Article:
Tuesday, April 4, 2017

Reconsidering Charity and How I've been Involved

So it's Tuesday morning and I've been thinking about this for a while now and there being no timke like the present, here goes.......

I was recently guided to a very interesting (read: disturbing, enlightening, and encouraging) book, Charity Detox  by Robert Lupton. A hardnosed look at what our typical charity efforts accomplish - and they do accomplish results - just not what we had intended in most cases.

Our Food Pantry at Reformation Church is a great example of this. I watch the sullen looks on some people's faces as they come for free food and that has puzzled me. I sensed resentment but never on a conscious level. After reading the above book it now is at the cognitive level and I begin to understand why. Now the challenge is how to change this. That is going to be the next big chapter in the ongoing saga of "doing outreach" where we're planted.

This is also having a reinforcing effect on some of my previous conclusions about Hope Village and Hope Ministries in Zambia. I see a desperate need for community involvement. The buzzwords of sustainability and selfsufficiency need to become real. I see this as an opportunity to build a constituency that is truly involved in the efforts. There need to be members of the community helping in things like meal preparation, cleanup, maintenance (that word missing from the Bemba language). That can pay for the school fees...but it has to be real, meaningful work that is done in exchange for the fees. And if it can be work that actually generates revenue for the community, even better!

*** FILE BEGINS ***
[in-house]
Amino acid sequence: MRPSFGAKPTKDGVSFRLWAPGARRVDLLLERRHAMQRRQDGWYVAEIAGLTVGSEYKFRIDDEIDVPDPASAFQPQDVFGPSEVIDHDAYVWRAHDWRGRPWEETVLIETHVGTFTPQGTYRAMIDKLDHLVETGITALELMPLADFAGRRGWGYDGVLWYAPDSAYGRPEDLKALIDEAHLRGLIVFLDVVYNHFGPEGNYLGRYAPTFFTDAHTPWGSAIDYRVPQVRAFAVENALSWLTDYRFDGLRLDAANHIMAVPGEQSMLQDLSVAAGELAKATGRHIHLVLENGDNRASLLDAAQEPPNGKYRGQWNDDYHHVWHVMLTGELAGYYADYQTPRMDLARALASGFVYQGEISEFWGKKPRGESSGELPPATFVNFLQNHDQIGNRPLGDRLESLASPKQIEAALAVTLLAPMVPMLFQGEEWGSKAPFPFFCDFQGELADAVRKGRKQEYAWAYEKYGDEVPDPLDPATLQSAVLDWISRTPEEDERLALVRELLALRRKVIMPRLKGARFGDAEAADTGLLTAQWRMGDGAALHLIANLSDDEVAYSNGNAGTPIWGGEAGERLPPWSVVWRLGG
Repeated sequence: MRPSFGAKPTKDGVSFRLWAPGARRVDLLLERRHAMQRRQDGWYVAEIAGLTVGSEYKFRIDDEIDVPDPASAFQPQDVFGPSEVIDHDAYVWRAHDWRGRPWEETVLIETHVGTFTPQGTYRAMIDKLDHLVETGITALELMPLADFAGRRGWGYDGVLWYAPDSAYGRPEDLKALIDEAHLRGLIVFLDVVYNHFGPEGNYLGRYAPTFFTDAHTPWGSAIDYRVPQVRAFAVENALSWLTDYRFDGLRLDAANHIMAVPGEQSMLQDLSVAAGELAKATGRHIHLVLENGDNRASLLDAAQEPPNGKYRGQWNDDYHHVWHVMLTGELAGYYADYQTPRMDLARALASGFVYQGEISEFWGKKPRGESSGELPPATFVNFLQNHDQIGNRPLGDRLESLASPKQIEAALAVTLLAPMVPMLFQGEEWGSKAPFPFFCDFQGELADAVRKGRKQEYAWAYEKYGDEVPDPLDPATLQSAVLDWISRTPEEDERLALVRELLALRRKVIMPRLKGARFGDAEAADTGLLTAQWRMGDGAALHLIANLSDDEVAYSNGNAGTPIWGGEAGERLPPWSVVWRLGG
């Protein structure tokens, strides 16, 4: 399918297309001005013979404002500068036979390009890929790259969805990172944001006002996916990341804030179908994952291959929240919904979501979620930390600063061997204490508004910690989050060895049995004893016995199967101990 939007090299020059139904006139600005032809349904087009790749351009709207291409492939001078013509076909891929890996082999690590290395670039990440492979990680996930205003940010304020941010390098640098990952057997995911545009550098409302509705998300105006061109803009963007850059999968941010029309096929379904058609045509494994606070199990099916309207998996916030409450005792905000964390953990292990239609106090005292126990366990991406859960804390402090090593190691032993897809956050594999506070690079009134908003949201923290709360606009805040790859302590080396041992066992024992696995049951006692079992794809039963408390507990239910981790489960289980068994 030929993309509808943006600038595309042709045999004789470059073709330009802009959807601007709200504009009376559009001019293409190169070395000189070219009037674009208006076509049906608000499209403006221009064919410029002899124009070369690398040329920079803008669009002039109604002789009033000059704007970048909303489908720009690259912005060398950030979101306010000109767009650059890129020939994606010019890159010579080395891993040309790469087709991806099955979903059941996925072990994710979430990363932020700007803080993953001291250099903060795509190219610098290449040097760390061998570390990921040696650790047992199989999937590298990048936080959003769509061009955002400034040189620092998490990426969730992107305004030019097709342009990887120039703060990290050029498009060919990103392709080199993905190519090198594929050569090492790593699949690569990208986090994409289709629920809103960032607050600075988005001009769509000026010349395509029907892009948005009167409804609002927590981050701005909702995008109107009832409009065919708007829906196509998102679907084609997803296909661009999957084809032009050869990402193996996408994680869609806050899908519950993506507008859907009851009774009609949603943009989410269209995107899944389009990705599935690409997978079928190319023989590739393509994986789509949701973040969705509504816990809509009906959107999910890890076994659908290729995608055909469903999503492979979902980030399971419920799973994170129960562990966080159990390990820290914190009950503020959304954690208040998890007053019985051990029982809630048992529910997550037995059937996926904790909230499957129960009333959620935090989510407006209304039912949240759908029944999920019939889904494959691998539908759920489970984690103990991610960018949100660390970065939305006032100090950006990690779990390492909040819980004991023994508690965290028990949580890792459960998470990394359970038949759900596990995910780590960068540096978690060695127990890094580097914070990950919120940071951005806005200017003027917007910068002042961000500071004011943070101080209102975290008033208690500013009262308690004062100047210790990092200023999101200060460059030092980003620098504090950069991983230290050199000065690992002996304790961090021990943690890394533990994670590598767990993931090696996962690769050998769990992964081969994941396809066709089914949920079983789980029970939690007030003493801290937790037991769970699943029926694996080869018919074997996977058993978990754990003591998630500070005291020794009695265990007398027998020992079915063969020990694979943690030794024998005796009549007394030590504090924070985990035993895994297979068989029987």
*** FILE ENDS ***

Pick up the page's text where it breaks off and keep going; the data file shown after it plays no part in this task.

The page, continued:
The community at large needs to take pride in what's going on there and spread the word!!! That involves engaging the local politicos, which hasn't really been done in Twapia. The tribal chief sold/gave 15 acres of land on the other side of to start a second Community School and there's a group headed there in June. Actively raising the necessary monies to construct the first school building on that site. (There already is a vegetable garden on the site.)

There is talk of job training, although somewhat amorphous at this point. The other NGO about a mile up the road in Twapia has a room full of sewing machines and teaches tailoring. Do you think there is collaboration with them? Heaven forbid! Even though it would make sense to do that. (I guess it's not that hard to understand. We have another ELCA congregation some 10 blocks away from Reformation....."that's the Xerox church, we're the Kodak church".  Guess what, we seem to be headed down the same path those two giants are treading.).

If, just if, Hope had a couple mothers or fathers that would go to Eagle's Wings and get the tailor training, then Hope could invest in two sewing machines and at the very least produce the uniforms for the children at the school themselves rather than relying on largesse from the US. AND it could be a means for revenue generation for individuals and Hope as well. Hmmmmm.

1 comment:

  1. A hand up...NGO donations of animals, for family use and product sales, is another example on a household level. You are talking household effort (donation of animal product) in exchange for schooling. Makes sense.